ID the Future Intelligent Design, Evolution, and Science Podcast


Abstract bacteria, probiotics, gram positive bacteria bacteria and viruses of various shapes against a light background. Concept of science, medicine. Microbiology background. 3d illustration.

The Simple Life: Abiogenesis Gets Another Reality Check

When it comes to biological life, even the simplest single-celled organism is an astonishingly complex multi-part system. Just how simple can a living cell get? On this ID The Future, Eric Anderson hosts another conversation with Dr. Robert Sadler to evaluate the claims of abiogenesis researchers. A recent Nature paper reports on an engineered minimal cell and how it contends with the "forces of evolution" compared to the non-minimal cell from which it was derived. In an attempt to find life's lowest common denominator, experimenters reduced the minimal cell down from 901 genes to 473 genes. The result was a fragile, irregular organism, sheltered and well cared for. But does this reduction in genomic complexity demonstrate evolution or devolution? Is it an unguided process at work or adaptation within the boundaries of an organism's design? "When people speak of evolution, they speak of random changes and natural selection," Sadler says. "But are they really random? Or does the organism have a built-in ability to change the genome to its own benefit?" Sadler puts the paper's results and claims in perspective for us. Read More ›
genetic engineering dna

Wesley J. Smith Sounds the Alarm on Germline Genetic Editing

On today’s ID the Future, bioethicist Wesley J. Smith makes the case for passionate opposition to, and stricter bioethical regulations against germline genetic engineering that changes not only the genetics of the subject but also of all that subject’s descendants. He and episode host Casey Luskin discuss germline genetic editing in China, the brouhaha that ensued when the experimental work by He Jiankui came to light, and why Smith is convinced that China’s disapproving response is less than it appears on the surface. He’s convinced, he explains, that the Chinese government wasn’t upset that the Chinese scientist conducted the experiment. They surely knew about his work and allowed it, Smith says. Rather, they and the scientific establishment internationally were upset that Jiankui went public before the public had been softened up to embrace germline genetic editing with lots of talk about how it will save lives. Smith argues the health benefits being pursued can be achieved without permanently altering the germlines, and he warns of a brave new world of eugenics pursued using CRISPR technology and germline editing. As he explains, it’s not just that germline editing could lead to unintended health consequences, or that such changes could work their way into the human population long term. It’s also that the eugenics mindset driving much of this experimental work threatens to undermine the foundational belief that all humans possess inherent dignity and worth, not just those humans who are genetically edited and enhanced. The occasion for the conversation is Smith’s bioethics chapter in the recently released anthology from Harvest House Publishers, The Comprehensive Guide to Science and Faith.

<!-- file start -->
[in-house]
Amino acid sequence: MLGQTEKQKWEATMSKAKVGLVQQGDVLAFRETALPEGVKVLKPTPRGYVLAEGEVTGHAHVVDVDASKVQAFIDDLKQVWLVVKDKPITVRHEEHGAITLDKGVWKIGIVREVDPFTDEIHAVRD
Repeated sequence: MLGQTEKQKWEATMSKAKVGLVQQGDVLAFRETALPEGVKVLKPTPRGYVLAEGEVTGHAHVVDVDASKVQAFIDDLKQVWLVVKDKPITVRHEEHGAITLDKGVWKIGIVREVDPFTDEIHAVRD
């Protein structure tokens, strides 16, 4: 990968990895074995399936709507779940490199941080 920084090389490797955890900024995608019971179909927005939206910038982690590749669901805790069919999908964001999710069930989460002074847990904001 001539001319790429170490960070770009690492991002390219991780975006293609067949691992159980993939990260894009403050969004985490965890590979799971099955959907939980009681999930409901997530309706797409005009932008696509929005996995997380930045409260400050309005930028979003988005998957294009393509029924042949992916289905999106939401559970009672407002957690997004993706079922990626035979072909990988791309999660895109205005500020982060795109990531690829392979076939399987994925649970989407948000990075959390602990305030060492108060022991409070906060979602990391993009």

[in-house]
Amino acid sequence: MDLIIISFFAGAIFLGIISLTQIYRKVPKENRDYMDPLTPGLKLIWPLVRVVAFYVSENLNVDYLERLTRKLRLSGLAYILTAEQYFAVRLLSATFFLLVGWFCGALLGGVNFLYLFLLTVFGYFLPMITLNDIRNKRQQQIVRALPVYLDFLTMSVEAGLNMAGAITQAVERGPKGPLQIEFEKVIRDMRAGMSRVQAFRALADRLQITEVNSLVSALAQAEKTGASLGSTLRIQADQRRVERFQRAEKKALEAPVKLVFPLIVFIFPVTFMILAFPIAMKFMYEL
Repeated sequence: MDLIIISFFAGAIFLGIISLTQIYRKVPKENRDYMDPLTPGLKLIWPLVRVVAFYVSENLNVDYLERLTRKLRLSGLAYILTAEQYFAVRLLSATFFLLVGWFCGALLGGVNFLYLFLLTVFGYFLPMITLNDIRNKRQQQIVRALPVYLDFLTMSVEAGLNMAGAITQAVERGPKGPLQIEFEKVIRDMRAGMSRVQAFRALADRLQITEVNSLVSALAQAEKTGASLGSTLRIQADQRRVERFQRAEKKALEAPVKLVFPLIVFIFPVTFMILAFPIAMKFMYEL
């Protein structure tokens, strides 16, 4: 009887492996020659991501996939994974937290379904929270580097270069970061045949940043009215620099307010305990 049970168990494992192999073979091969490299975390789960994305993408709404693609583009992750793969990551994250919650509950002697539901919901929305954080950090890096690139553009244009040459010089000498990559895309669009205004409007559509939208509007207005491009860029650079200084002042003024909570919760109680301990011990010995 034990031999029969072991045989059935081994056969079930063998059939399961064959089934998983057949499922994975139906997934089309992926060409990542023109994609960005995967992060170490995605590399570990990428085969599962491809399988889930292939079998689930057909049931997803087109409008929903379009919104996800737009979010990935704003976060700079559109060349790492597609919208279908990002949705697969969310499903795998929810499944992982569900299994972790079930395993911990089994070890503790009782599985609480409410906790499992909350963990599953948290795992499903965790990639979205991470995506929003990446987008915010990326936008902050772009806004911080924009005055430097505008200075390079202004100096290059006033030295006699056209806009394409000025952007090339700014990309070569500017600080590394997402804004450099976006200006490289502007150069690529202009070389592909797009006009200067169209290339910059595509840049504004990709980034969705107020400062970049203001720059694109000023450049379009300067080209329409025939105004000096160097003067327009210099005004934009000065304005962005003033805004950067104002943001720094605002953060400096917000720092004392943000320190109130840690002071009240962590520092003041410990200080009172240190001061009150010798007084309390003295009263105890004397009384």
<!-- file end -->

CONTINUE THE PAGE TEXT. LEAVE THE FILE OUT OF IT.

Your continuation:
Michael Behe on the Growth of ID via the Growth of Science

On this ID the Future, Michael Behe continues discussing A Mousetrap for Darwin, his newest book. Understanding of the cell has grown “by leaps and bounds” since the 1990s, when Behe’s first book appeared. Fresh discoveries have revealed ever more complex structures inside the cell. As Behe explains, it isn’t just the bacterial flagellum that’s irreducibly complex; the “hook” region inside the flagellum is, too. Evolution’s proper place of study has moved from gross anatomy and population genetics to biochemistry. In his conversation with host Eric Anderson, Behe says that intelligent design theory’s predictions are coming true over time, while for every step of increasing knowledge, it gets “worse and worse” for the theory of evolution by undirected unintelligent processes. Purchase his latest book here.